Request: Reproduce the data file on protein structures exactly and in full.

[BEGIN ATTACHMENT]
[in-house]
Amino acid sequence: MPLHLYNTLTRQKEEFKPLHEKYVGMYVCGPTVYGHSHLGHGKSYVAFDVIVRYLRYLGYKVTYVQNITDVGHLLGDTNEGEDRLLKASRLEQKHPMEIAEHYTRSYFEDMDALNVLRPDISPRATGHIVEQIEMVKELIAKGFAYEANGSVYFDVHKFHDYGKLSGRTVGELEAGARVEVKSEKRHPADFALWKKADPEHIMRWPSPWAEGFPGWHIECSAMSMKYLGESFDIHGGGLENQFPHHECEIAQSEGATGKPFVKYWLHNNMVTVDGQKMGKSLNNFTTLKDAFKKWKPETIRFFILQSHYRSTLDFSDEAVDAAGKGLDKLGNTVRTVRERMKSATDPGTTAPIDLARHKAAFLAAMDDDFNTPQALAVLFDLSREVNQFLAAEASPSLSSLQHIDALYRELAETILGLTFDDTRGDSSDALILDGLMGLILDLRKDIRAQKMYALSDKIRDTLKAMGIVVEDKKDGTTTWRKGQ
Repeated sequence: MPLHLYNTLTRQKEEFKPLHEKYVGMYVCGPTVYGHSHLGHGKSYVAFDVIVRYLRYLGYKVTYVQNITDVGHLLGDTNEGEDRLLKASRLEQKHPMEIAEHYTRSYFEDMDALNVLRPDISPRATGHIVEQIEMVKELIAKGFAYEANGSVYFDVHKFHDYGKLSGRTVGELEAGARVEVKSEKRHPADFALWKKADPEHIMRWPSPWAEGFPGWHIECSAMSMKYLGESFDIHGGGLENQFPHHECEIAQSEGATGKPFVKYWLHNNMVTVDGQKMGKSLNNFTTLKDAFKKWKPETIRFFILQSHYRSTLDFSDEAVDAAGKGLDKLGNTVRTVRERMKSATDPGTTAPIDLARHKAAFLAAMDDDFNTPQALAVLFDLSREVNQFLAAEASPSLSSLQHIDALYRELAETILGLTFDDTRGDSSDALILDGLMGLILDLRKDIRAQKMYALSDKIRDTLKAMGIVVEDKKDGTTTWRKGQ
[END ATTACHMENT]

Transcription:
[in-house]
Amino acid sequence: MPLHLYNTLTRQKEEFKPLHEKYVGMYVCGPTVYGHSHLGHGKSYVAFDVIVRYLRYLGYKVTYVQNITDVGHLLGDTNEGEDRLLKASRLEQKHPMEIAEHYTRSYFEDMDALNVLRPDISPRATGHIVEQIEMVKELIAKGFAYEANGSVYFDVHKFHDYGKLSGRTVGELEAGARVEVKSEKRHPADFALWKKADPEHIMRWPSPWAEGFPGWHIECSAMSMKYLGESFDIHGGGLENQFPHHECEIAQSEGATGKPFVKYWLHNNMVTVDGQKMGKSLNNFTTLKDAFKKWKPETIRFFILQSHYRSTLDFSDEAVDAAGKGLDKLGNTVRTVRERMKSATDPGTTAPIDLARHKAAFLAAMDDDFNTPQALAVLFDLSREVNQFLAAEASPSLSSLQHIDALYRELAETILGLTFDDTRGDSSDALILDGLMGLILDLRKDIRAQKMYALSDKIRDTLKAMGIVVEDKKDGTTTWRKGQ
Repeated sequence: MPLHLYNTLTRQKEEFKPLHEKYVGMYVCGPTVYGHSHLGHGKSYVAFDVIVRYLRYLGYKVTYVQNITDVGHLLGDTNEGEDRLLKASRLEQKHPMEIAEHYTRSYFEDMDALNVLRPDISPRATGHIVEQIEMVKELIAKGFAYEANGSVYFDVHKFHDYGKLSGRTVGELEAGARVEVKSEKRHPADFALWKKADPEHIMRWPSPWAEGFPGWHIECSAMSMKYLGESFDIHGGGLENQFPHHECEIAQSEGATGKPFVKYWLHNNMVTVDGQKMGKSLNNFTTLKDAFKKWKPETIRFFILQSHYRSTLDFSDEAVDAAGKGLDKLGNTVRTVRERMKSATDPGTTAPIDLARHKAAFLAAMDDDFNTPQALAVLFDLSREVNQFLAAEASPSLSSLQHIDALYRELAETILGLTFDDTRGDSSDALILDGLMGLILDLRKDIRAQKMYALSDKIRDTLKAMGIVVEDKKDGTTTWRKGQ